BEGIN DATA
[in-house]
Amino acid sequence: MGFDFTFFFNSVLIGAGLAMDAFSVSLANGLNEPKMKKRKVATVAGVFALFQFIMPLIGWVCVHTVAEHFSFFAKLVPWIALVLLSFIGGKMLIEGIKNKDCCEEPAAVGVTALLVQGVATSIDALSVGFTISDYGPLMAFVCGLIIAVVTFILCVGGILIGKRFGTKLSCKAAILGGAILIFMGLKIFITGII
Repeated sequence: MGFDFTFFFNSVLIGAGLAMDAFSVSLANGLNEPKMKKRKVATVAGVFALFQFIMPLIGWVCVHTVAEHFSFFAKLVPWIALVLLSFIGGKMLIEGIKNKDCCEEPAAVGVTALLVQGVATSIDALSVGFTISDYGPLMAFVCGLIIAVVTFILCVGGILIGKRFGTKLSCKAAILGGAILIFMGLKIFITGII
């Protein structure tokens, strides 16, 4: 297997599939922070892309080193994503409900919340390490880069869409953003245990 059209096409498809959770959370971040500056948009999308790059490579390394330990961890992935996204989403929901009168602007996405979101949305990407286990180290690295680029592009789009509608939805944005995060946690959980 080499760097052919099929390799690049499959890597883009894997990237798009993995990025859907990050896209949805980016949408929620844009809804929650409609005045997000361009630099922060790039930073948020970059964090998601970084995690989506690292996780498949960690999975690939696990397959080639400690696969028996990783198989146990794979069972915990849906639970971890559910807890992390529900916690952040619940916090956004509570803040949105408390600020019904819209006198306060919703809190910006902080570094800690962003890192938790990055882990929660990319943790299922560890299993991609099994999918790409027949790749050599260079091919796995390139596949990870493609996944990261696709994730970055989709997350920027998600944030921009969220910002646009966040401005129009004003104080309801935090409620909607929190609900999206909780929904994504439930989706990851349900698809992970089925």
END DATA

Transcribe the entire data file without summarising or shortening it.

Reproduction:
[in-house]
Amino acid sequence: MGFDFTFFFNSVLIGAGLAMDAFSVSLANGLNEPKMKKRKVATVAGVFALFQFIMPLIGWVCVHTVAEHFSFFAKLVPWIALVLLSFIGGKMLIEGIKNKDCCEEPAAVGVTALLVQGVATSIDALSVGFTISDYGPLMAFVCGLIIAVVTFILCVGGILIGKRFGTKLSCKAAILGGAILIFMGLKIFITGII
Repeated sequence: MGFDFTFFFNSVLIGAGLAMDAFSVSLANGLNEPKMKKRKVATVAGVFALFQFIMPLIGWVCVHTVAEHFSFFAKLVPWIALVLLSFIGGKMLIEGIKNKDCCEEPAAVGVTALLVQGVATSIDALSVGFTISDYGPLMAFVCGLIIAVVTFILCVGGILIGKRFGTKLSCKAAILGGAILIFMGLKIFITGII
């Protein structure tokens, strides 16, 4: 297997599939922070892309080193994503409900919340390490880069869409953003245990 059209096409498809959770959370971040500056948009999308790059490579390394330990961890992935996204989403929901009168602007996405979101949305990407286990180290690295680029592009789009509608939805944005995060946690959980 080499760097052919099929390799690049499959890597883009894997990237798009993995990025859907990050896209949805980016949408929620844009809804929650409609005045997000361009630099922060790039930073948020970059964090998601970084995690989506690292996780498949960690999975690939696990397959080639400690696969028996990783198989146990794979069972915990849906639970971890559910807890992390529900916690952040619940916090956004509570803040949105408390600020019904819209006198306060919703809190910006902080570094800690962003890192938790990055882990929660990319943790299922560890299993991609099994999918790409027949790749050599260079091919796995390139596949990870493609996944990261696709994730970055989709997350920027998600944030921009969220910002646009966040401005129009004003104080309801935090409620909607929190609900999206909780929904994504439930989706990851349900698809992970089925």